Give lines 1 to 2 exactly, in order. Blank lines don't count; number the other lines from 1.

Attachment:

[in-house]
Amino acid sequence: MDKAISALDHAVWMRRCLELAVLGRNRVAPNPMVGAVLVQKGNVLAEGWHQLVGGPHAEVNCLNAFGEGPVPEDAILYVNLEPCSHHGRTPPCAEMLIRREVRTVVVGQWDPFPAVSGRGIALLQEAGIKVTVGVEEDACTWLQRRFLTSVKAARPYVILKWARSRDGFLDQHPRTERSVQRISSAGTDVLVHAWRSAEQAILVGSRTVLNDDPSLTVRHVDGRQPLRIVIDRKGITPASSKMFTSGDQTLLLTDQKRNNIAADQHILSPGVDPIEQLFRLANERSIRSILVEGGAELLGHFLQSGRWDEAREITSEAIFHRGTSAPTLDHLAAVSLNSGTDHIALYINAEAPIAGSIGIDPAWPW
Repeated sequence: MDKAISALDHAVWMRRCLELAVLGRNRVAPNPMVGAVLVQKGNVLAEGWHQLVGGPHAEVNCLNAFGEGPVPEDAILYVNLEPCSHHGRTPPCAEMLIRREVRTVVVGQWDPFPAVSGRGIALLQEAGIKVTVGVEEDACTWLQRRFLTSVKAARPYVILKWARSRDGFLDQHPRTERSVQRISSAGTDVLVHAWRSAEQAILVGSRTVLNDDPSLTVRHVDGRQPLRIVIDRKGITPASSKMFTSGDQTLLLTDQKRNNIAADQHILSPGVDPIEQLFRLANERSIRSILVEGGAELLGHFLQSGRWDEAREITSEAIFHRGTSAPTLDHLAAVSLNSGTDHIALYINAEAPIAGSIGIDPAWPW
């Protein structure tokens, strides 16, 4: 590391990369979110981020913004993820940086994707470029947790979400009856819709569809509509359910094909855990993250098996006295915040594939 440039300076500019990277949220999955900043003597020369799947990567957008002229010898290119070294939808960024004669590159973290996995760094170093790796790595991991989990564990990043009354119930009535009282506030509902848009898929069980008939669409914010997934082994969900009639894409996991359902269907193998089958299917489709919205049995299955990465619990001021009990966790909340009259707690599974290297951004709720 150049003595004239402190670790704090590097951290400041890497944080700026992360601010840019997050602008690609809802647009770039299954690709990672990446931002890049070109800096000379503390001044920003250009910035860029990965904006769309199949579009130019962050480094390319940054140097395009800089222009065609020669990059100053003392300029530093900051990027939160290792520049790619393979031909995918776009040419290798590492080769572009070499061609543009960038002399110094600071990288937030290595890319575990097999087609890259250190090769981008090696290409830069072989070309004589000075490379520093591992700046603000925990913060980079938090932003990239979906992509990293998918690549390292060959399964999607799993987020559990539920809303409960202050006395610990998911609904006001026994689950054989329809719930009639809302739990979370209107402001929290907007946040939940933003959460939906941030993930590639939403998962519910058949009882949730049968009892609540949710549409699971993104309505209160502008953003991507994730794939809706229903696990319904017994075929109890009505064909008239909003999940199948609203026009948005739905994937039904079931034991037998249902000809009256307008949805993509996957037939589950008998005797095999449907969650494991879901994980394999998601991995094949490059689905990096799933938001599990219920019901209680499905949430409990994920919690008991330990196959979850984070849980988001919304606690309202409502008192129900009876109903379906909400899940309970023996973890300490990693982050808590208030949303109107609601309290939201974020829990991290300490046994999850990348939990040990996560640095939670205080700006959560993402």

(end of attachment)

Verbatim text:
[in-house]
Amino acid sequence: MDKAISALDHAVWMRRCLELAVLGRNRVAPNPMVGAVLVQKGNVLAEGWHQLVGGPHAEVNCLNAFGEGPVPEDAILYVNLEPCSHHGRTPPCAEMLIRREVRTVVVGQWDPFPAVSGRGIALLQEAGIKVTVGVEEDACTWLQRRFLTSVKAARPYVILKWARSRDGFLDQHPRTERSVQRISSAGTDVLVHAWRSAEQAILVGSRTVLNDDPSLTVRHVDGRQPLRIVIDRKGITPASSKMFTSGDQTLLLTDQKRNNIAADQHILSPGVDPIEQLFRLANERSIRSILVEGGAELLGHFLQSGRWDEAREITSEAIFHRGTSAPTLDHLAAVSLNSGTDHIALYINAEAPIAGSIGIDPAWPW